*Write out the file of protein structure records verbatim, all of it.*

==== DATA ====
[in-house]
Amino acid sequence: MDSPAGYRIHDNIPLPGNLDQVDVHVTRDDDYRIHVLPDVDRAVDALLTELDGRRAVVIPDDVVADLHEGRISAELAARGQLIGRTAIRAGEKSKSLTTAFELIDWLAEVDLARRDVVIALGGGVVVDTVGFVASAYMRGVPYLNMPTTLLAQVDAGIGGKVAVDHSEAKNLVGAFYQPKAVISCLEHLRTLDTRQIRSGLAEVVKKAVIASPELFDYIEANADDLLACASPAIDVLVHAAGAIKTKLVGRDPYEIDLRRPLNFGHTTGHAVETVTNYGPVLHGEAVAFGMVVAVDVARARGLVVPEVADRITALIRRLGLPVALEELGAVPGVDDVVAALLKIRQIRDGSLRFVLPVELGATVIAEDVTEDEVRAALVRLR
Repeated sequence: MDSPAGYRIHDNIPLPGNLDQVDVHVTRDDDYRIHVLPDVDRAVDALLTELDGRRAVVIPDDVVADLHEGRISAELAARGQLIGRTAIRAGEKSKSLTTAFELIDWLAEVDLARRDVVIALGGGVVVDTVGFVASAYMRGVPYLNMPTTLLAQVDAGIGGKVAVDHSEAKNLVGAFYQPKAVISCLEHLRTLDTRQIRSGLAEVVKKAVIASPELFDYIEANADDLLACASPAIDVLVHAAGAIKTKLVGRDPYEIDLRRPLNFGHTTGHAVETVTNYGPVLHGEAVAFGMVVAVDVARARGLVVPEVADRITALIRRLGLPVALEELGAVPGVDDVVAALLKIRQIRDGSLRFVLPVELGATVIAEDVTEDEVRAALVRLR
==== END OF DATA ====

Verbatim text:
[in-house]
Amino acid sequence: MDSPAGYRIHDNIPLPGNLDQVDVHVTRDDDYRIHVLPDVDRAVDALLTELDGRRAVVIPDDVVADLHEGRISAELAARGQLIGRTAIRAGEKSKSLTTAFELIDWLAEVDLARRDVVIALGGGVVVDTVGFVASAYMRGVPYLNMPTTLLAQVDAGIGGKVAVDHSEAKNLVGAFYQPKAVISCLEHLRTLDTRQIRSGLAEVVKKAVIASPELFDYIEANADDLLACASPAIDVLVHAAGAIKTKLVGRDPYEIDLRRPLNFGHTTGHAVETVTNYGPVLHGEAVAFGMVVAVDVARARGLVVPEVADRITALIRRLGLPVALEELGAVPGVDDVVAALLKIRQIRDGSLRFVLPVELGATVIAEDVTEDEVRAALVRLR
Repeated sequence: MDSPAGYRIHDNIPLPGNLDQVDVHVTRDDDYRIHVLPDVDRAVDALLTELDGRRAVVIPDDVVADLHEGRISAELAARGQLIGRTAIRAGEKSKSLTTAFELIDWLAEVDLARRDVVIALGGGVVVDTVGFVASAYMRGVPYLNMPTTLLAQVDAGIGGKVAVDHSEAKNLVGAFYQPKAVISCLEHLRTLDTRQIRSGLAEVVKKAVIASPELFDYIEANADDLLACASPAIDVLVHAAGAIKTKLVGRDPYEIDLRRPLNFGHTTGHAVETVTNYGPVLHGEAVAFGMVVAVDVARARGLVVPEVADRITALIRRLGLPVALEELGAVPGVDDVVAALLKIRQIRDGSLRFVLPVELGATVIAEDVTEDEVRAALVRLR